And the Academy Award goes to the Smiths Falls programmer behind this megavillain

A computer programmer from Smiths Falls, Ont., has won an Academy Award for his part in making a comic book villain's facial movements appear menacingly real on the big screen.

Derek Bradley part of team that won Technical Achievement Award for work on Avengers: Infinity War

Josh Brolin plays Thanos in the film Avengers: Infinity War, but the film relied on a lot of special effects bring the megavillain to life. (Marvel Studios)

A computer programmer from Smiths Falls, Ont., has won an Academy Award for his part in making a comic book villain's facial movements appear menacingly real on the big screen.

Derek Bradley, who studied computer science at Carleton University and is now a senior research scientist at Disney Research in Switzerland, won a Technical Achievement Award for his work on motion capture technology recently used in the film Avengers: Infinity War.

The Academy's Scientific and Technical Awards were handed out in Los Angeles on the weekend.

Bradley, along with Thabo Beeler, Bernd Bickel and Markus Gross conceived, designed and engineered a program that "captures exceptionally dense animated meshes without markers or makeup, pushing the boundaries of visual fidelity and productivity for character facial performances in motion pictures," according to the Academy's website.

In Infinity War, a group of Marvel superheroes band together to try to defeat the megavillain Thanos, a hulking, purple menace bent on destruction.

Thanos is played by actor Josh Brolin, with the help of lots of high-tech special effects partly achieved by Bradley and the rest of his group.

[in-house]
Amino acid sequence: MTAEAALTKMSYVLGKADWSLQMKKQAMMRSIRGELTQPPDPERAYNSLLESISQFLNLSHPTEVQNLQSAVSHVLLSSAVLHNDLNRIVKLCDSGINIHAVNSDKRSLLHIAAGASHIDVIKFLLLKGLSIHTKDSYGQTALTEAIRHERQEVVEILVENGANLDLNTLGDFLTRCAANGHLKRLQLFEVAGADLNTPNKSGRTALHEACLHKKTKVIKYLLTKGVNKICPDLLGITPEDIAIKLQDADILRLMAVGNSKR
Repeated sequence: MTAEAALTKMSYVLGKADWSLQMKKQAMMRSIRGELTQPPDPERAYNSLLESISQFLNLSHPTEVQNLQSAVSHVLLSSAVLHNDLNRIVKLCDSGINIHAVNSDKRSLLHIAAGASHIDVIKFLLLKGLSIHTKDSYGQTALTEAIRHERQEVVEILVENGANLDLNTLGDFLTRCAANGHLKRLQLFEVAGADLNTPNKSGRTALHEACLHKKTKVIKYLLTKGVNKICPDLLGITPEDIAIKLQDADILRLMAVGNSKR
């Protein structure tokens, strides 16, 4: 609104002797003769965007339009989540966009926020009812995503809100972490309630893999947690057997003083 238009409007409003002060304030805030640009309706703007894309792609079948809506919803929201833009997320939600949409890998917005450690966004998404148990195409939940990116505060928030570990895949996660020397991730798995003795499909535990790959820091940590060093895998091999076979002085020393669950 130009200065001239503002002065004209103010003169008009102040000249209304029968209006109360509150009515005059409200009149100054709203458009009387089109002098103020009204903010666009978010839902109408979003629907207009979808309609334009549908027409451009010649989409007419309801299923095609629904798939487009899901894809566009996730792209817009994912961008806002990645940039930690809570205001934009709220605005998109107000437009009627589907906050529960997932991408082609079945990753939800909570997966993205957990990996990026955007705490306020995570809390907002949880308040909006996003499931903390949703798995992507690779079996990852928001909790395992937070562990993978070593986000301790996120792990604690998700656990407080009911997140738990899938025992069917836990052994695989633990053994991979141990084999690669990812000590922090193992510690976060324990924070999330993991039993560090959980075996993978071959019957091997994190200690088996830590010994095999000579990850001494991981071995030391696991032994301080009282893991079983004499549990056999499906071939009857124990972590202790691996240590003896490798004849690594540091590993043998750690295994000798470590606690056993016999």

'Every little pore and wrinkle'

Derek Bradley studied at Carleton University before he was hired by Disney Research in Switzerland, where he works now. (Disney Research)
Their technology, called the Medusa Performance Capture System, has been used in more than a dozen films.

"It's a form of performance capture. An actor can come and sit in a chair, and we have a number of different cameras which are focusing in on the face — typically around eight cameras," Bradley explained in an interview from Los Angeles Monday with CBC Radio's Ottawa Morning.

"Our technology will take the videos and turn [them] into a 3D, digital version of the actor's face, tracking every little pore and wrinkle as it deforms over time."

Bradley and his team didn't get Oscar statuettes, but were still "very excited" by their certificates.

"It was a little nerve-wracking at the beginning, right before we went up on stage, but as soon as we stepped up there — and my family was there in the audience — it was really something I'll never forget," he said.

"I'm super thrilled about it, still."

CBC Radio's Ottawa Morning

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